3. Titanic Decision
Speaking of fictional characters from Chippewa Falls, that (short) list is topped by Jack Dawson of Titanic, portrayed by Leonardo DiCaprio. What does that have to do with Star Wars? Well, it seems Leonard0 turned down the role of Anakin Skywalker (a.k.a. future Darth Vader) in Attack of the Clones. Considering how most fans view Clones and the other prequels, it was probably a good career move.
4. The Ultimate Weapon
In the’80s, Star Wars wasn’t just a film; it was the nickname of the Strategic Defense Initiative, President Reagan’s proposal to blow Soviet nukes out of the sky with missiles and lasers. While that Star Wars never came to fruition, calculations needed to design space-based weapons were performed on Cray supercomputers created by Chippewa Falls native Seymour Cray.
5. Chad Vader
A decade ago, when “viral video” and “Web series” were still exotic concepts, a couple of guys from Madison created Chad Vader: Day Shift Manager. The series, which ran for four seasons, focused on grocery store manager Chad (Darth’s younger brother). The series was co-created by UW-Eau Claire graduate Aaron Yonda, who began his public access television endeavors right here in Eau Claire.
Tuesday, May. 3rd, 2016
Volume One is seeking an editorial and development manager for a new position on our talented team. This role focuses largely on leading our partner publication, Chippewa Valley Family - a magazine, website, and stand-alone brand featuring family-oriented stories, resources, events, and news. Chippewa Valley Family was launched in the summer of 2015. Learn more!
A new project from the combined brainpower of Downtown Eau Claire Inc., UW-Eau Claire, and the Eau Claire Noon Rotary Club would put dynamic, programmable lights on the Phoenix Park bridge this year. At a windy press gathering in in front of the historic bridge, which has been there since 1903, the groups shed some light (wink) on the $250,000 to $300,000 project.
“We want to create more energy and light (in downtown) and bathe this bridge in color.” – Salina Heller, Downtown Eau Claire Inc.
Initial plans merely sought to splash some regular ol’ white light on the bridge, but soon the project evolved and included the talents of Jason Anderson, UWEC’s assistant director of conferences and event production, and his crew of light programming students. With this expertise behind them, over 300 individual lights will be affixed to the bridge, capable of projecting millions of different colors on the uprights and trusses for themed displays, regularly scheduled light shows, and big events like the Let It Glow holiday tree lighting in Phoenix Park.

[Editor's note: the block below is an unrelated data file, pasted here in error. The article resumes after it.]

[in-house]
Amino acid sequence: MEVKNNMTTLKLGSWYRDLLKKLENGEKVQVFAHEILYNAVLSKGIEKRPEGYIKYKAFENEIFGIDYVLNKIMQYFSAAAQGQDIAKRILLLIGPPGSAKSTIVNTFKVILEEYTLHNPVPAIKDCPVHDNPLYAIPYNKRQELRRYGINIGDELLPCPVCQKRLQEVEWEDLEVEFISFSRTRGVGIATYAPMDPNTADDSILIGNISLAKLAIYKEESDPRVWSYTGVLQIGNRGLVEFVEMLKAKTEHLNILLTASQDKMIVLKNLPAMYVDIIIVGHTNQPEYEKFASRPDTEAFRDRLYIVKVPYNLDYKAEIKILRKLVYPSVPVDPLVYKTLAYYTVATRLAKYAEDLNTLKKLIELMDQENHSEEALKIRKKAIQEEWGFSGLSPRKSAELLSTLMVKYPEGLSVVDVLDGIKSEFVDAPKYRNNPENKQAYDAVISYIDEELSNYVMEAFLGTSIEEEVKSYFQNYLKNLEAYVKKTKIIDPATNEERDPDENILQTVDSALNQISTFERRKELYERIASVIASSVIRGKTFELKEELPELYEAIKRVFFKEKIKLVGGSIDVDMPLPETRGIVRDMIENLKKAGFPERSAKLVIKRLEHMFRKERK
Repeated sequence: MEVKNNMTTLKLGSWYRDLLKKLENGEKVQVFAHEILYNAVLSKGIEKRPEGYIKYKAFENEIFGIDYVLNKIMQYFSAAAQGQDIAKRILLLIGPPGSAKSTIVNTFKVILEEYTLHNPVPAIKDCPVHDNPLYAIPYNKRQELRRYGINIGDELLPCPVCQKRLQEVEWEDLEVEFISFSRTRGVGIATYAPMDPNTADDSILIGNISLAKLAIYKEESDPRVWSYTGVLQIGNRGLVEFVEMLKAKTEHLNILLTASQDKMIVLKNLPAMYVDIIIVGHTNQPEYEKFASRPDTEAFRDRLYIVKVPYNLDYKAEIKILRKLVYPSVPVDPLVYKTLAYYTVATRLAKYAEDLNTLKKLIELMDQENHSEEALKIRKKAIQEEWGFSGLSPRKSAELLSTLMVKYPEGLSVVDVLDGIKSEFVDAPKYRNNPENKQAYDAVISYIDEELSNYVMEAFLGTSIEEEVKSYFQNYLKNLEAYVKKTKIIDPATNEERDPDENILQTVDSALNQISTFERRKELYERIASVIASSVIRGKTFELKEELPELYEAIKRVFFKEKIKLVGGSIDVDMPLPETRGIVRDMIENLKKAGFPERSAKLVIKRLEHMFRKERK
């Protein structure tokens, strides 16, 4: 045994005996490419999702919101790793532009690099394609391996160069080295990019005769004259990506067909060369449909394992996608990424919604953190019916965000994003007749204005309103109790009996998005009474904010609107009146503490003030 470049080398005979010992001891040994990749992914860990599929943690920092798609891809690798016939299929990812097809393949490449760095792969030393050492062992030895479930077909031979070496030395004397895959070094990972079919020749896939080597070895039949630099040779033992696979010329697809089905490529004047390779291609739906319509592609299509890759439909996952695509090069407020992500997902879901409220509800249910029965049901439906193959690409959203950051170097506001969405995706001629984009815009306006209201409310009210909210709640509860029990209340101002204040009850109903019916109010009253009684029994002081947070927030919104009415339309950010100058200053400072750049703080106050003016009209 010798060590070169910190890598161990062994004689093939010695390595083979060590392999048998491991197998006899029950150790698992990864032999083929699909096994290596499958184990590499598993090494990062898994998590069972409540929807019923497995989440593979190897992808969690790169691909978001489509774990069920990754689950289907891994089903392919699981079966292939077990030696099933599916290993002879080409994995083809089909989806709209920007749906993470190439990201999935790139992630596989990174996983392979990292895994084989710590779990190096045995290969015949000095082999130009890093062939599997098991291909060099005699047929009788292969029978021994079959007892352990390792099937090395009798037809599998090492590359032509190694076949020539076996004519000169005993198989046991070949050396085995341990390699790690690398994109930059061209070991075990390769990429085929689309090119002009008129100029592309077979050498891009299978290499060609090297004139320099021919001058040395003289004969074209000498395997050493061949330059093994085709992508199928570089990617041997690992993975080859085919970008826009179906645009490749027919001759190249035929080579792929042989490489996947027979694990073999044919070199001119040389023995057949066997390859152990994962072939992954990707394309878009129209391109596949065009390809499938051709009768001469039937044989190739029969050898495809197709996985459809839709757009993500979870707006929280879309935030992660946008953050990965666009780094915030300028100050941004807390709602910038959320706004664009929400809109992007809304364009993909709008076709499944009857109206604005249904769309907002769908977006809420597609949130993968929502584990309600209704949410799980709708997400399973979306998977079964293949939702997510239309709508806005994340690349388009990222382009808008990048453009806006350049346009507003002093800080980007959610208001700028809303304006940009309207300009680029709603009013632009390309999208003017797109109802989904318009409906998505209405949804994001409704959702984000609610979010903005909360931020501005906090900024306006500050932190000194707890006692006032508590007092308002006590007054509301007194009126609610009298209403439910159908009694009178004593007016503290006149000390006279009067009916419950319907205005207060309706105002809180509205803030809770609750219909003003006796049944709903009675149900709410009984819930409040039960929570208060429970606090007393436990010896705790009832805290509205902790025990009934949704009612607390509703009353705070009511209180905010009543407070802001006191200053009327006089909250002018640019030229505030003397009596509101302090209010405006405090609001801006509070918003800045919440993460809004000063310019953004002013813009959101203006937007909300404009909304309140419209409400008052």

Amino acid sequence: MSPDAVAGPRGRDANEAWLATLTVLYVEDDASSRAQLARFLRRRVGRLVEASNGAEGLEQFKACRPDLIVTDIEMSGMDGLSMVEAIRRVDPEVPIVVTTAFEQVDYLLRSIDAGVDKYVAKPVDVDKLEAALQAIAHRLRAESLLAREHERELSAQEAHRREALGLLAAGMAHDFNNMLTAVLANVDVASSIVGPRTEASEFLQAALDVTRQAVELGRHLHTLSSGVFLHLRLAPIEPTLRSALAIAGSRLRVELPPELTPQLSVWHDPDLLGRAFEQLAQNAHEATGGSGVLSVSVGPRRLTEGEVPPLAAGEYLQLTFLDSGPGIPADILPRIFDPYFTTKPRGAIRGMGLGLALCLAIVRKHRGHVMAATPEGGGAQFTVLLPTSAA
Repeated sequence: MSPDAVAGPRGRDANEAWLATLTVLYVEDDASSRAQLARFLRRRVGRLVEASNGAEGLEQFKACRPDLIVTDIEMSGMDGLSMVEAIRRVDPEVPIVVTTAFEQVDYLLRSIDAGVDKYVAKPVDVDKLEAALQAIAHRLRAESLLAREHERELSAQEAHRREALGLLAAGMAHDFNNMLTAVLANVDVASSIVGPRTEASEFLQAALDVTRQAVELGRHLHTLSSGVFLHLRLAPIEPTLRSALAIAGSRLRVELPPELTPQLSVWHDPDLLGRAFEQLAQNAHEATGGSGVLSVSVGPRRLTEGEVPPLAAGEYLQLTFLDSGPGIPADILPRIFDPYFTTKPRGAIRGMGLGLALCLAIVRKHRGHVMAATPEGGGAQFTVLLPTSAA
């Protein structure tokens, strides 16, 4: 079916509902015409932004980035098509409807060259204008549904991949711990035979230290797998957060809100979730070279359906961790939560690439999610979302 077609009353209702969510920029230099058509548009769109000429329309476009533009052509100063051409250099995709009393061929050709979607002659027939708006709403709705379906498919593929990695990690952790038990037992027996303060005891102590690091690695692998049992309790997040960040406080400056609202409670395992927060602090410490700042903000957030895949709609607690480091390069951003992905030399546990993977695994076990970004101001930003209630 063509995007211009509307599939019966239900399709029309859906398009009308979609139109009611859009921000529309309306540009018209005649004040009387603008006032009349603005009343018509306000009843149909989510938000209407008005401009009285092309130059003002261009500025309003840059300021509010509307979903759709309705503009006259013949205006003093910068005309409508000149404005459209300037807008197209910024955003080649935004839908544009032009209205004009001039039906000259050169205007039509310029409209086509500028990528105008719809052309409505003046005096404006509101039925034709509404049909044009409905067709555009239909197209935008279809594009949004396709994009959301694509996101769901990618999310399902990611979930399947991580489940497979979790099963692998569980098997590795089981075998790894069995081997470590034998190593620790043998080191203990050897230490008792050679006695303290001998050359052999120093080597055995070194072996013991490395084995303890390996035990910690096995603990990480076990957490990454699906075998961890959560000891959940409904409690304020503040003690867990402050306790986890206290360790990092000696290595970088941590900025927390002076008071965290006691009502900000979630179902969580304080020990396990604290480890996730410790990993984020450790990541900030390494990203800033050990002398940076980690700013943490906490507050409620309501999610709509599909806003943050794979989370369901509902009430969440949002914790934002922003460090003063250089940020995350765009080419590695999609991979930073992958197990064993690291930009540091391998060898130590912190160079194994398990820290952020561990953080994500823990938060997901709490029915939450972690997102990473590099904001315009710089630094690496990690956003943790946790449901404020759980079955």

“We want to create more energy and light (in downtown) and bathe this bridge in color,” said Salina Heller, of Downtown Eau Claire.
Heller said this project takes inspiration from another, the Big Four Bridge in Louisville, Ky., which crosses the Ohio River. Heller said the organizers of that (much larger) project told her that lighting the Big Four Bridge was a real economic driver for their city: More than 2 million people visited the bridge in the first 18 months after it was lit. Eau Claire organizers are hoping something similar happens here.
The Eau Claire Noon Rotary Club is the fundraising arm of this project and hopes to get the six-figure price tag raised by mid-August, the lights ordered and shipped by September, installed by October, tested in November, and have it all good to go in time for Let It Glow in December. Jerry Kuehl of the Rotary Club told me they’ve got about $40,000 raised already; soon they’ll look to club members, individual donors, coporate donors, the Chamber of Commerce and DECI memberships, and then give everyone an opportunity to contribute via crowdsourcing.
When it’s all said and done, if you have dinner and drinks downtown or catch a show, you won’t have to linger around Phoenix Park for long to enjoy a full-scale light show, right on there on the Chippewa River.
“This is a project that’s going to complement all the wonderful things that we have going on downtown. We’re pretty excited about it,” Heller said. “It’s these quality of life types of things that we’re really trying to promote.”
Monday, May. 2nd, 2016
If you were disappointed when the Shaun Johnson Big Band Experience’s gig at the State Theatre was canceled last month – or if you’re simply a lover of a contemporary spin on that swingin’ Big Band sound – then perk up your ears! The Emmy-winning singer-songwriter and his band, who canceled their April 14 concert because of illness, are set to take the stage at the State (for real this time) on Tuesday, May 3, at 7:30pm. Don’t worry: The tickets you had for the April 14 show are still good (plus seats are still available if you didn’t get them the first time around).